VC: I should have emphasised something I said in passing in my opening remarks. Employers are offering more than we currently offer in order to give confidence in the strength of the covenant. Those are not just rhetorical offers, they are offers that will impact on the kinds of things that we are able to do over the next few years. Really as [Finance Director] says, it is a tripartite thing, where we do need movement from everybody. There is no pain-free solution to this horrible situation.



Q8 UCU has shown considerable flexibility in calling for Conditional Indexation as an option for benefit reform. Can you talk about this?


VC: I am very happy to. My understanding is that UCU haven’t actually, and I would really welcome it if the UCU leadership, I genuinely welcome it, if the UCU leadership, in the form of the General Secretary were to call for it, but there are some influential voices within UCU who are supportive of Conditional Indexation.


I will say for many people who do not know what Conditional Indexation is. So I will just say a little bit about that. CI is a scheme whereby what would happen is we would move from a situation where we have now, to one where benefits would increase inline with the markets, so if the market, the financial market improved, then the assessment of the viability of the scheme was better than expected, then benefits would go up. They could go up by quite a lot. So if benefits for example, in some of the more optimistic valuations of the scheme arise, then pension benefits could go up really quite a lot, and once you have got them, then they can’t be taken away. So it’s not like a DC scheme, you are really dependent on what the markets look like when you retire, it is a bit like a ratchet, so you get the benefits sort of baked in and then if the markets outperform next year is that they get baked in. The down side of CI though is that if the markets underperform then there will be no increase in benefits at all and at the moment there are increasing benefits inline with CPI, with the rate of inflation. Under CI, then there would be no increases, so it is not a pain free solution.


There is no pain-free solution. I actually think it is definitely worth exploring. I know, because I have been involved in conversations with the USS Trustee about this, and I have been involved in conversations with the employers about this, that to move to a CI is a very complex, technical and actually behavioural thing, so it, what feels like an attractive prospect, I think if we really asked members whether they want to have no benefit increases for a decade, which would be worse than the situation we are in now, then you might get a different answer to the one says let’s put rosey glasses on and you are guaranteed it and you are not guaranteed anything. And the other thing about CI is that it would require Primary Legislation. That would involve them talking to the Department for Work and Pensions because at the moment there are minimum levels that pensions have to go up under in the law. Now as I say I think it’s definitely worth exploring, I think it would be, it is a potential long-term solution, and I do personally verge on the USS really is too cautious in their approach, so a CI scheme would be more attractive and probably give people better benefits in the current scheme. But because it is so complex it will take at least 3 years to introduce, the reason for saying that is three years will not, means we can not do it in the context of the current valuation. What I would really like is us to find the solution to this valuation, which is acceptable to everybody as the least worst option. Then immediately to start working on a long-term solution of which CI could be one solution. There are others which are also quite attractive, and which may be more attractive, or which may be less attractive, such as so-called Post-office scheme, which is very common in the Netherlands, where everyone is collectively in a DC scheme, which allows the trustee to take different and more riskier approach to assets.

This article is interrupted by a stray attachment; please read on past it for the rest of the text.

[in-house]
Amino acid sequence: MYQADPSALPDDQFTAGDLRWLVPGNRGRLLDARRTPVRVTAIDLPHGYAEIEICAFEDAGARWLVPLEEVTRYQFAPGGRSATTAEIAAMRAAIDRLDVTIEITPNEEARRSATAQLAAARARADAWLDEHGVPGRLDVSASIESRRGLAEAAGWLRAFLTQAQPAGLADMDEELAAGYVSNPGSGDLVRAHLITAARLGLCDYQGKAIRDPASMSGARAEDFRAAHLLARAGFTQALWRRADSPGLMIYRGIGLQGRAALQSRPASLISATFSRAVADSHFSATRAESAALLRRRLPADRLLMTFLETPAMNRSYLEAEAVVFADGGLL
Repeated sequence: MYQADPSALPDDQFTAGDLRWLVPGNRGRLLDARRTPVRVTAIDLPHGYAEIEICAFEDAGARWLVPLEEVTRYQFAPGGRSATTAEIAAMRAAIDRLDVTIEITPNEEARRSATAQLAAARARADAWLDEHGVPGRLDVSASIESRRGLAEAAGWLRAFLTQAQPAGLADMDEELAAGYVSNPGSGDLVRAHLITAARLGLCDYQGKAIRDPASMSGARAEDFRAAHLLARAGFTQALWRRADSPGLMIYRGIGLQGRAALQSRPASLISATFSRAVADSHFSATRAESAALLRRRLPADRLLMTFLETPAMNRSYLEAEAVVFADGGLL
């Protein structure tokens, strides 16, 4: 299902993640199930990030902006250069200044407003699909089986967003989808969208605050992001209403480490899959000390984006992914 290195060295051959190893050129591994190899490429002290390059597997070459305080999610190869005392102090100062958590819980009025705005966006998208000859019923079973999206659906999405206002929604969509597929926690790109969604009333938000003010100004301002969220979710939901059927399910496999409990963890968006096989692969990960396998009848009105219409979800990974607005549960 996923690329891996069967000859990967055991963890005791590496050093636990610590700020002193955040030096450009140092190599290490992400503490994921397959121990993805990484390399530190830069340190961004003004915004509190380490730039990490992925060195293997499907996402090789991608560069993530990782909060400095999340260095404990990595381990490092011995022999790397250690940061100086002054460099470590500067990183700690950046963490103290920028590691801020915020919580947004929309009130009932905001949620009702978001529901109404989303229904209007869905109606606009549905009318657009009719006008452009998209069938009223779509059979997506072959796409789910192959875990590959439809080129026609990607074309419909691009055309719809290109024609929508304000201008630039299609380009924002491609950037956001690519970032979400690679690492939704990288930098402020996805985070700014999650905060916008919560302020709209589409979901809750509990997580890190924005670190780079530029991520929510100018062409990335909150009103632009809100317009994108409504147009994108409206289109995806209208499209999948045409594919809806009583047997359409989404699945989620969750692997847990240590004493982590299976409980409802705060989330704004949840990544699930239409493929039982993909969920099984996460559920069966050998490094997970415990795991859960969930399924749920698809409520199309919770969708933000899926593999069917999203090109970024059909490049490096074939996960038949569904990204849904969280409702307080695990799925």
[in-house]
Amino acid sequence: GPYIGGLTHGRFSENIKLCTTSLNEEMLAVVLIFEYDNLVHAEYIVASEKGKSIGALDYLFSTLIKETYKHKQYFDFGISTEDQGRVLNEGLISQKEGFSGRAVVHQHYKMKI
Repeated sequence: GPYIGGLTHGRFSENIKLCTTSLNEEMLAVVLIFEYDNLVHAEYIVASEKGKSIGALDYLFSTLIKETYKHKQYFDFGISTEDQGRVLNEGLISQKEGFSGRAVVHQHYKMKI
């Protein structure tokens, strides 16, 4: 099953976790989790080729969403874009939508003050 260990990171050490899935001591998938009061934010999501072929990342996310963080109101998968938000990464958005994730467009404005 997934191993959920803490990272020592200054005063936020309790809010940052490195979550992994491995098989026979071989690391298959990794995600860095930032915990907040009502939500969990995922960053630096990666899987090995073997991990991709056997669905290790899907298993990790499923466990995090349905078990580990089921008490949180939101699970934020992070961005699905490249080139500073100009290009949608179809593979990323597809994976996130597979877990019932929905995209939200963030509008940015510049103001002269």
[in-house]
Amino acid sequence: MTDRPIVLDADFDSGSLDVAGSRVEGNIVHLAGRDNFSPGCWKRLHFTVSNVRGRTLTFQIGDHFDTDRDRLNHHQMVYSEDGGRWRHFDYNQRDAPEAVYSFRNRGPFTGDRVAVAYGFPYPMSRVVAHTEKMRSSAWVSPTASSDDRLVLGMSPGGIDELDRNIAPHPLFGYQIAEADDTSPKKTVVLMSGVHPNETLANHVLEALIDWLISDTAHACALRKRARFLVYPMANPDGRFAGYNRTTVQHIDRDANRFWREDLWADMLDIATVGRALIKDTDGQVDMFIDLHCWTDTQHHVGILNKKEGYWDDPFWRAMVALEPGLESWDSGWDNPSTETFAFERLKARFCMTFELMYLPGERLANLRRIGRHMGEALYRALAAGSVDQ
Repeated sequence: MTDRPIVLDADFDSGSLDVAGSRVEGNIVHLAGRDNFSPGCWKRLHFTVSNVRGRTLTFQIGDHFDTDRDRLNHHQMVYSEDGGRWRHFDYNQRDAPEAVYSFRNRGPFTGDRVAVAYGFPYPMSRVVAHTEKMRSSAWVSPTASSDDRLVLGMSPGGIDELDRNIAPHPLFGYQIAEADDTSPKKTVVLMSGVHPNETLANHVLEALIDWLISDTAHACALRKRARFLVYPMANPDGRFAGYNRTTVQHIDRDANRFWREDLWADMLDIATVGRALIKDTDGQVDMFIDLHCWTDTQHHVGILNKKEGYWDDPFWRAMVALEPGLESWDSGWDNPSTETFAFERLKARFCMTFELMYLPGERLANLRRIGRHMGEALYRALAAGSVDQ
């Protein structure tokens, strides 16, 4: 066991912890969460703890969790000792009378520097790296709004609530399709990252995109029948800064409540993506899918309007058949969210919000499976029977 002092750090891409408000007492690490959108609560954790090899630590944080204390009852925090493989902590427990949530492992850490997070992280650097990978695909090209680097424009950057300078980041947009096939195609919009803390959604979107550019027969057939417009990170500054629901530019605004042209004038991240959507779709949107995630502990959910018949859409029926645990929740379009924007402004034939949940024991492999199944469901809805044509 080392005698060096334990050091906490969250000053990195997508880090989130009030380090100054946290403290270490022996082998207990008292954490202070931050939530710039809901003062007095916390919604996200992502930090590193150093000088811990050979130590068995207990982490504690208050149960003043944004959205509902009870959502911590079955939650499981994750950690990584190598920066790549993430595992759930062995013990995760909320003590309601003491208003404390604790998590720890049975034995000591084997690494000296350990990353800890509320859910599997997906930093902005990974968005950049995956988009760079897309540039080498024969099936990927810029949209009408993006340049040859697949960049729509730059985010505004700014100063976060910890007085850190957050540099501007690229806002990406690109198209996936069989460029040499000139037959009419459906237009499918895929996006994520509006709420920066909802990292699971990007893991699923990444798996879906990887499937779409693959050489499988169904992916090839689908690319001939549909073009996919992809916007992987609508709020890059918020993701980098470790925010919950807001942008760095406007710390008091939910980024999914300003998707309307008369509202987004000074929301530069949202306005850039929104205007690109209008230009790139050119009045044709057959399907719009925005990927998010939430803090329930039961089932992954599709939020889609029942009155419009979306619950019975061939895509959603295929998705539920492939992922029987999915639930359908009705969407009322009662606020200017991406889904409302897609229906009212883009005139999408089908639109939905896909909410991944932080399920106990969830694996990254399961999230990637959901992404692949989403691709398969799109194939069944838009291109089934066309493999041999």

So there are lots of medium term solutions, but there is not a short term solution. CI unfortunately CI is really not a short term solution for this valuation.

Again [FD] have I missed anything?


Finance Director: I think is perhaps just linking this to a question earlier on, about what employees can do, and I think it would be of interest, so I agree with all the VC said about this potentially something that could help the scheme, but that it’s not quick. But I think this is one example where it is really important that employees engage and give UCU a very clear steer. This is a way of sharing the risk of the scheme. Effectively, in return for a potential lower price, there is a chance that employees benefit from Indexation in the future and therefore get more benefits than they are strictly promised.